When measuring internet speed, the measurement can be broken down into three categories, each with their own separate purpose and function. These categories are: download speed, upload speed and latency.
Download speed refers to the speed at which a user receives information from a location on the internet, such as streaming videos on YouTube. On the other hand, upload speed measures the speed at which as user can send information to a location on the internet, such as attaching files or photos to an email. Latency is a little bit more removed from download or upload, instead it measures the length of time that occurs between the transfer of information.
Usually when you choose an internet service provider (ISP), you will be quoted a download speed and upload speed, for example your plan might be 50 Mbps download speed and 2 Mbps upload speed. Think of these numbers as the amount of information that can be moved by your internet connection, the higher the number on your download speed, the less time it should take you to receive large files. Usually upload speeds are much lower because we spend more time receiving large files than we do sending them out ourselves. Remember that the figures quoted to you by your service provider measure the maximum internet speed you will receive, and on average you may be running at a slower speed than that.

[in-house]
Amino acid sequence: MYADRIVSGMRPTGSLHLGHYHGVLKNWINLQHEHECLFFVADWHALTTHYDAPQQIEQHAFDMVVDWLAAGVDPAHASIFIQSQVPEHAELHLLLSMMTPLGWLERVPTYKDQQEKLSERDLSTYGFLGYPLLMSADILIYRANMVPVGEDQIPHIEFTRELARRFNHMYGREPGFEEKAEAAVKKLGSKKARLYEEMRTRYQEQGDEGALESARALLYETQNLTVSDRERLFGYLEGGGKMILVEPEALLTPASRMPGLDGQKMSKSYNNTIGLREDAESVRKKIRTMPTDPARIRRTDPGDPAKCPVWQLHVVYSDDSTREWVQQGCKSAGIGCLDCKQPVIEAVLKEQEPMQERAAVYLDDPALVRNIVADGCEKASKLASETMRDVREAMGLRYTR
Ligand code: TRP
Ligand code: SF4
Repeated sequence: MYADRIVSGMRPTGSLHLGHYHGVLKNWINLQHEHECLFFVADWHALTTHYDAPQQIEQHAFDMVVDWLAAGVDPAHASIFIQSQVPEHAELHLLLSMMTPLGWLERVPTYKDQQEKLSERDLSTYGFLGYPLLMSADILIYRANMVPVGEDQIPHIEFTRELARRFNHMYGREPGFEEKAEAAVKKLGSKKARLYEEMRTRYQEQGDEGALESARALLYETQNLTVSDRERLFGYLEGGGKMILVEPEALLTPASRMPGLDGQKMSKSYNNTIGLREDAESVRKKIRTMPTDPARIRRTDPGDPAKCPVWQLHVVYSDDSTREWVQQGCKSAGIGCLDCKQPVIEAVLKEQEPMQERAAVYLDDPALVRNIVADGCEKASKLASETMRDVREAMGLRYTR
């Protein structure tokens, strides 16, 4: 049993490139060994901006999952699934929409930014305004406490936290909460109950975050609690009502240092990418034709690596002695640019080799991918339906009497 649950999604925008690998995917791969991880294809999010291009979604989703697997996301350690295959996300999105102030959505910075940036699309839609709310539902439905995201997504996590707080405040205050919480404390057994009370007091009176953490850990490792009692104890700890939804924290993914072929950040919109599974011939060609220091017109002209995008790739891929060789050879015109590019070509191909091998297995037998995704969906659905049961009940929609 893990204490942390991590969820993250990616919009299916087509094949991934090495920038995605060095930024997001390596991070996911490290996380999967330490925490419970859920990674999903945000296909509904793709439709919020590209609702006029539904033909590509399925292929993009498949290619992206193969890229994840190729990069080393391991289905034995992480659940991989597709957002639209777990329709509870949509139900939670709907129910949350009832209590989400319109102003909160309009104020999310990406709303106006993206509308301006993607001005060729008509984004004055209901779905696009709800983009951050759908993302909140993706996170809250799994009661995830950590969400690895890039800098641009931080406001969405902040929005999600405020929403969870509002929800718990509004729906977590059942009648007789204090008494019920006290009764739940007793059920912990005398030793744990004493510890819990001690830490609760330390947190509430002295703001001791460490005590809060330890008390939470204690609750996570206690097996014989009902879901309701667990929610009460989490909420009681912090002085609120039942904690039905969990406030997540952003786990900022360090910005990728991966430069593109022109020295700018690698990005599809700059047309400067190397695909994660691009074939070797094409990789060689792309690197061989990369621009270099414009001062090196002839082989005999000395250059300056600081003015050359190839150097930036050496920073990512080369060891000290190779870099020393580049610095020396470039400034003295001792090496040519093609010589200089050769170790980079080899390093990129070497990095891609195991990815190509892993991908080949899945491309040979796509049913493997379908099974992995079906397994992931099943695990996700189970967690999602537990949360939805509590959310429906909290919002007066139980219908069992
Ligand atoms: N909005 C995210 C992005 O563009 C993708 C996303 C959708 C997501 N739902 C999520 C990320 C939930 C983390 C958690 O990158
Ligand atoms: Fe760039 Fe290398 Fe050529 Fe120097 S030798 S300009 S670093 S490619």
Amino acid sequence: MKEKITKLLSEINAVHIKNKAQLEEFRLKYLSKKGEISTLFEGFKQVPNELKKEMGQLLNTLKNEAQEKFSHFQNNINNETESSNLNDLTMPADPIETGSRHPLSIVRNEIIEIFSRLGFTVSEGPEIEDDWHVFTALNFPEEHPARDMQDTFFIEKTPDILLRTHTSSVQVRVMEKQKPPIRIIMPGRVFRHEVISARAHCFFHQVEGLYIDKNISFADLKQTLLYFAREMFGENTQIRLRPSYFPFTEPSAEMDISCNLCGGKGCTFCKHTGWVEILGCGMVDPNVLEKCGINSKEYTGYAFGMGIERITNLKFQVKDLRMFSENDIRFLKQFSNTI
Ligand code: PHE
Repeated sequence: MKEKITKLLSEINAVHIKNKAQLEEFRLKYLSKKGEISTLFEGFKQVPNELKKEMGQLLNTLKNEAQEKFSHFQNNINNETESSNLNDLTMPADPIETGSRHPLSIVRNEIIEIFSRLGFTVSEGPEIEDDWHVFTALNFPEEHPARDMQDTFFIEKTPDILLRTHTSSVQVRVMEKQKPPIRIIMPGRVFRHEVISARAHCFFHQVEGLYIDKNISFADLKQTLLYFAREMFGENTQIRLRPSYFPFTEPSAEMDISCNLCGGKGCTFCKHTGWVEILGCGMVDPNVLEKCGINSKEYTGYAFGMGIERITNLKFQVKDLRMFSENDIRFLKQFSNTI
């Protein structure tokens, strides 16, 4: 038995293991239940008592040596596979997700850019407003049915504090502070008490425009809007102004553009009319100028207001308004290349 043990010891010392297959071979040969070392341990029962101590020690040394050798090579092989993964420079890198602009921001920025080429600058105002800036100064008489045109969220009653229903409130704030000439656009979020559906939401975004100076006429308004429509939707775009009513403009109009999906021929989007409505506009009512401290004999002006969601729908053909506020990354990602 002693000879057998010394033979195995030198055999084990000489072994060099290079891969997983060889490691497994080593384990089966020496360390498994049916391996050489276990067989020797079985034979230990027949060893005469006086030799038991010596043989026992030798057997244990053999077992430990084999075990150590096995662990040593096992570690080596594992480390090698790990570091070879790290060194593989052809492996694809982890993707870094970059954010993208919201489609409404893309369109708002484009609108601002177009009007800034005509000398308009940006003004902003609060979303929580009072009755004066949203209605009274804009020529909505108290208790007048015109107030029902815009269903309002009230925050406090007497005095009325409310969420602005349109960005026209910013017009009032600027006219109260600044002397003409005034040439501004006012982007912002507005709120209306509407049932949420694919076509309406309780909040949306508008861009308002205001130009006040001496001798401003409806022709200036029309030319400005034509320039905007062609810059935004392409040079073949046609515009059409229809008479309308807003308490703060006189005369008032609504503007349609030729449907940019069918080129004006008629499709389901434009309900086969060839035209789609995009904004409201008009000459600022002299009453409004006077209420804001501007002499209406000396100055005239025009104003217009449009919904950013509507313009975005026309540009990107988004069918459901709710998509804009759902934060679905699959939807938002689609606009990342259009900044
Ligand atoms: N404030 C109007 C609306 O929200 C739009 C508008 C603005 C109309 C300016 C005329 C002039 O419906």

Latency is usually less relevant to average consumers using the internet for everyday purposes, it is measured by determining the time taken for information to travel to a source and back. On DSL or cable internet connections, a latency of less than 100 milliseconds (ms) is considered to be typical, whilst 25 ms is the desired ideal.